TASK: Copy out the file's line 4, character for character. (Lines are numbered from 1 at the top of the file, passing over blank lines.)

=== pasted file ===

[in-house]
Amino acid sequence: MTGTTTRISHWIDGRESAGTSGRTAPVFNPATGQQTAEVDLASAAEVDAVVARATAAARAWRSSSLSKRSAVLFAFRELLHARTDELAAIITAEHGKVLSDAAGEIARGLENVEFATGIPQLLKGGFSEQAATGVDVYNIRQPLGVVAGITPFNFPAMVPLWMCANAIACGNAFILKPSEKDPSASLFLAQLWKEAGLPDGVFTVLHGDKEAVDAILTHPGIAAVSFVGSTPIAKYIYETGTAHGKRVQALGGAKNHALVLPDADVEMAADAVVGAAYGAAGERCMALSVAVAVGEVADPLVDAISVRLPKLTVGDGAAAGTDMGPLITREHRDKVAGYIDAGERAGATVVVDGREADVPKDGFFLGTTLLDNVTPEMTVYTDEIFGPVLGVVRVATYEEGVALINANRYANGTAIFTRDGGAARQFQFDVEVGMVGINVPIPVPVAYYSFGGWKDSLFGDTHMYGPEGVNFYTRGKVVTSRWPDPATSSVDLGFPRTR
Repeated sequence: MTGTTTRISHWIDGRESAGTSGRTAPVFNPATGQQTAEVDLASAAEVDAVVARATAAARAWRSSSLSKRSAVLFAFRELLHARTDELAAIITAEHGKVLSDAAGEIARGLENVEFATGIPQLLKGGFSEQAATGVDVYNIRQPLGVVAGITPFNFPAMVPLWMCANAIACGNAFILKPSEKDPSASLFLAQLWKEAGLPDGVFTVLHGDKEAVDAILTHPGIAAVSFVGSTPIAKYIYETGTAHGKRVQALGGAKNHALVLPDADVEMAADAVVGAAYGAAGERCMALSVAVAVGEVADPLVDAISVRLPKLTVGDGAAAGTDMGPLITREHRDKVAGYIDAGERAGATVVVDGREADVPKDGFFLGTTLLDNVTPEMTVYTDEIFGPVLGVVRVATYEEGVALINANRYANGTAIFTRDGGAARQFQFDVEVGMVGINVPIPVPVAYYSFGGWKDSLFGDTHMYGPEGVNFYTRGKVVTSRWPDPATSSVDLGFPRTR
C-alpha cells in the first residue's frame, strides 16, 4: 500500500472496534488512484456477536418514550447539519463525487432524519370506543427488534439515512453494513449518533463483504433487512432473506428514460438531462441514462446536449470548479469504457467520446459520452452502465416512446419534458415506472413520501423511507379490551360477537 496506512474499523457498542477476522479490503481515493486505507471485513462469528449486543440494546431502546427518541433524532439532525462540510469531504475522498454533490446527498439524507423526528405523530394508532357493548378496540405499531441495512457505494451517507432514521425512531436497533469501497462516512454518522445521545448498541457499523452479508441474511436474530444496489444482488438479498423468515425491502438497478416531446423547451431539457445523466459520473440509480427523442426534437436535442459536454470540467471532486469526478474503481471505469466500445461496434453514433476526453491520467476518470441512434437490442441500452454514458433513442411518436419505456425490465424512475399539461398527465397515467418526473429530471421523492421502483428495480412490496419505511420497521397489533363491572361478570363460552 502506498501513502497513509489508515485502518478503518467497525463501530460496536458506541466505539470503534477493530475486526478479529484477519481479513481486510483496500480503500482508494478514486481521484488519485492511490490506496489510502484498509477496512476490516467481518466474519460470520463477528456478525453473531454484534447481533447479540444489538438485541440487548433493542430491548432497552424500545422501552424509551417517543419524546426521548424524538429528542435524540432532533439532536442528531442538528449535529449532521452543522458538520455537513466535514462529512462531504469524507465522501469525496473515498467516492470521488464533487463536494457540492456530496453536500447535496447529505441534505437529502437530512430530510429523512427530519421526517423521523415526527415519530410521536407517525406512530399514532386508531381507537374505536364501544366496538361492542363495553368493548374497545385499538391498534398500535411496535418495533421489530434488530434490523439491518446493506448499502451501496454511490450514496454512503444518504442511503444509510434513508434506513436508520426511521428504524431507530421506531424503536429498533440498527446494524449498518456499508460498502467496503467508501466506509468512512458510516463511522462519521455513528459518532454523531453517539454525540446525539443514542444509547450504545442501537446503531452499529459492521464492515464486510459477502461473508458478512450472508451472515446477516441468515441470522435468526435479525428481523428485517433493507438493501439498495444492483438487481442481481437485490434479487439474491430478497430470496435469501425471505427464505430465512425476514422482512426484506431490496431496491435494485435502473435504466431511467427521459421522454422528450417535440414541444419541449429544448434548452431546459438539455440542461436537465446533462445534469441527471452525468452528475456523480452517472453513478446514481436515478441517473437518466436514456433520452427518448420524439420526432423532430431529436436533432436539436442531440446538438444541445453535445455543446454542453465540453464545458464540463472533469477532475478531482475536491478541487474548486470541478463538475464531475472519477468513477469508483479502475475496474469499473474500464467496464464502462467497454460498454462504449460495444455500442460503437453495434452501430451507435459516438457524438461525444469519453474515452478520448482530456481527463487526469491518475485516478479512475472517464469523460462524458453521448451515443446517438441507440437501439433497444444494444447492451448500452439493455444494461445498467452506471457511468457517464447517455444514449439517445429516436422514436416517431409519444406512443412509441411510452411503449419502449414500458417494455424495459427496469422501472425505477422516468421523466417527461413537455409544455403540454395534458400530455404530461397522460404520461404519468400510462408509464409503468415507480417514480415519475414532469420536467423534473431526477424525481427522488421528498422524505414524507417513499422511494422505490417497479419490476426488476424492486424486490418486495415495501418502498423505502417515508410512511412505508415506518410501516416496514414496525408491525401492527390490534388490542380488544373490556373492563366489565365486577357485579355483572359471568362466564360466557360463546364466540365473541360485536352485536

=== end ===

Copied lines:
C-alpha cells in the first residue's frame, strides 16, 4: 500500500472496534488512484456477536418514550447539519463525487432524519370506543427488534439515512453494513449518533463483504433487512432473506428514460438531462441514462446536449470548479469504457467520446459520452452502465416512446419534458415506472413520501423511507379490551360477537 496506512474499523457498542477476522479490503481515493486505507471485513462469528449486543440494546431502546427518541433524532439532525462540510469531504475522498454533490446527498439524507423526528405523530394508532357493548378496540405499531441495512457505494451517507432514521425512531436497533469501497462516512454518522445521545448498541457499523452479508441474511436474530444496489444482488438479498423468515425491502438497478416531446423547451431539457445523466459520473440509480427523442426534437436535442459536454470540467471532486469526478474503481471505469466500445461496434453514433476526453491520467476518470441512434437490442441500452454514458433513442411518436419505456425490465424512475399539461398527465397515467418526473429530471421523492421502483428495480412490496419505511420497521397489533363491572361478570363460552 502506498501513502497513509489508515485502518478503518467497525463501530460496536458506541466505539470503534477493530475486526478479529484477519481479513481486510483496500480503500482508494478514486481521484488519485492511490490506496489510502484498509477496512476490516467481518466474519460470520463477528456478525453473531454484534447481533447479540444489538438485541440487548433493542430491548432497552424500545422501552424509551417517543419524546426521548424524538429528542435524540432532533439532536442528531442538528449535529449532521452543522458538520455537513466535514462529512462531504469524507465522501469525496473515498467516492470521488464533487463536494457540492456530496453536500447535496447529505441534505437529502437530512430530510429523512427530519421526517423521523415526527415519530410521536407517525406512530399514532386508531381507537374505536364501544366496538361492542363495553368493548374497545385499538391498534398500535411496535418495533421489530434488530434490523439491518446493506448499502451501496454511490450514496454512503444518504442511503444509510434513508434506513436508520426511521428504524431507530421506531424503536429498533440498527446494524449498518456499508460498502467496503467508501466506509468512512458510516463511522462519521455513528459518532454523531453517539454525540446525539443514542444509547450504545442501537446503531452499529459492521464492515464486510459477502461473508458478512450472508451472515446477516441468515441470522435468526435479525428481523428485517433493507438493501439498495444492483438487481442481481437485490434479487439474491430478497430470496435469501425471505427464505430465512425476514422482512426484506431490496431496491435494485435502473435504466431511467427521459421522454422528450417535440414541444419541449429544448434548452431546459438539455440542461436537465446533462445534469441527471452525468452528475456523480452517472453513478446514481436515478441517473437518466436514456433520452427518448420524439420526432423532430431529436436533432436539436442531440446538438444541445453535445455543446454542453465540453464545458464540463472533469477532475478531482475536491478541487474548486470541478463538475464531475472519477468513477469508483479502475475496474469499473474500464467496464464502462467497454460498454462504449460495444455500442460503437453495434452501430451507435459516438457524438461525444469519453474515452478520448482530456481527463487526469491518475485516478479512475472517464469523460462524458453521448451515443446517438441507440437501439433497444444494444447492451448500452439493455444494461445498467452506471457511468457517464447517455444514449439517445429516436422514436416517431409519444406512443412509441411510452411503449419502449414500458417494455424495459427496469422501472425505477422516468421523466417527461413537455409544455403540454395534458400530455404530461397522460404520461404519468400510462408509464409503468415507480417514480415519475414532469420536467423534473431526477424525481427522488421528498422524505414524507417513499422511494422505490417497479419490476426488476424492486424486490418486495415495501418502498423505502417515508410512511412505508415506518410501516416496514414496525408491525401492527390490534388490542380488544373490556373492563366489565365486577357485579355483572359471568362466564360466557360463546364466540365473541360485536352485536